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Heartwarming return for Albert Hill coach

Joey Matthews | 11/14/2014, 6 a.m.
Coach Michele Drayton walked into the Albert H. Hill Middle School gym for the first time since suffering a stroke ...
Coach Michele Drayton enjoys being back with her players and assistant coach Wade Ellegood in the Albert H. Hill Middle School gymnasium Tuesday. Photo by Sandra Sellars

Coach Michele Drayton walked into the Albert H. Hill Middle School gym for the first time since suffering a stroke last month.

The players on her girls’ basketball team excitedly ran over, showering her with hugs.

Surrounding her, they applauded and yelled, “Let’s win this one for Coach Drayton!”

Putting their hands together in a team huddle, they yelled, “Do it for Coach Drayton! One! Two! Three!”

It was a heartwarming homecoming for the longtime Albert Hill hoops coach, who returned to the team Nov. 4. She suffered a stroke Oct. 2 at her North Side home.

“I felt loved and appreciated,” Coach Drayton told the Free Press Wednesday. “It was a special feeling for me to be back and get such a welcome.

“It was like coming home,” she added.

Parents of the players, along with her Albert Hill colleagues, walked over and welcomed her back with more hugs and well wishes.

Although still weak from the stroke, Coach Drayton sat on the gymnasium bench and watched as her assistant, Wade Ellegood, coached Albert Hill to a win over Elkhardt in the Richmond Public Schools middle school playoff opener.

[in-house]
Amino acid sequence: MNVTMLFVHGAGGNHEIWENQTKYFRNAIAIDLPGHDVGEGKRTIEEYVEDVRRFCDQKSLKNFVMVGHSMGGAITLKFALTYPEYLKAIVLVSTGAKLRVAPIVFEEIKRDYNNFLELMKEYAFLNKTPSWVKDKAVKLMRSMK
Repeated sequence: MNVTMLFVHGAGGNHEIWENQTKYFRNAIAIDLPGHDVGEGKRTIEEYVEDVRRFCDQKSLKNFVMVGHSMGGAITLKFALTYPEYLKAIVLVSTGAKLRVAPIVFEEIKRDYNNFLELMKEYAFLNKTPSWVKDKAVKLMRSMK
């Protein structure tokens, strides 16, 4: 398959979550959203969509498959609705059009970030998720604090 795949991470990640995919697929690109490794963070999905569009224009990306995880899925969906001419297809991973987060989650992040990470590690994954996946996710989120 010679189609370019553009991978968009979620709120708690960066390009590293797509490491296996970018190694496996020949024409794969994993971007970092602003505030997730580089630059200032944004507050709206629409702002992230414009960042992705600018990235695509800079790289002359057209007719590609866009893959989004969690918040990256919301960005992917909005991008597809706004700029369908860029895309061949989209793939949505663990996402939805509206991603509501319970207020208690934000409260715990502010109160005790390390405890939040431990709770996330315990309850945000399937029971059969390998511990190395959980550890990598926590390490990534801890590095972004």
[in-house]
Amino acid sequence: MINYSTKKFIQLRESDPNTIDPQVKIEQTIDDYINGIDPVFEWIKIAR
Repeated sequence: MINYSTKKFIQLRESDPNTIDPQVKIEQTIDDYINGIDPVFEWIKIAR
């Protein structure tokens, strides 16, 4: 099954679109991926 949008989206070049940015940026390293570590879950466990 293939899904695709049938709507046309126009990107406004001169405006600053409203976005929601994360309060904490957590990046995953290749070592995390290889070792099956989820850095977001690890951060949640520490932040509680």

“I felt like taking over, but he did a good job,” a happy Coach Drayton said afterward of her anxiety of having to watch, instead of coach.

Albert Hill lost its next game to the team from Martin Luther King Jr. Middle School last Thursday in the playoff semifinals.

But the Albert Hill players and Coach Drayton have much to be proud of. The team completed an 11-1 season, which included a 10-0 regular season.

Under Coach Drayton, Albert Hill has recorded four consecutive unbeaten regular seasons and won the middle school league championship in 2011, finishing 13-0.

Coach Drayton, 46, said she knew something was seriously amiss just prior to suffering the stroke. She had been experiencing a series of headaches and felt weakness in her right leg.

Then she fell to the ground while trying to get out of bed that fateful Sunday in October.

She was rushed to the critical care unit at the VCU Medical Center after ambulance medics found her with slurred speech.

Doctors determined she had suffered a stroke and had blood clots in her brain and in her legs.

They cleared the clots with medicine and blood thinners, Coach Drayton said.

The good news is she could still move, walk and talk and never had to use a wheelchair or walker.

“They told me the fact that I was an athlete and was in pretty good shape was probably the reason I didn’t suffer more damage,” she said.

The doctors attributed the stroke, in part, to the fact that she carries the trait for sickle cell anemia.

Even as she was hospitalized, her thoughts were on her team.

“The players called me almost every day and came to the hospital,” she said. “That meant a lot to me.

“I was concerned for them the whole time I was out — that they were going to class and keeping their grades up,” she added.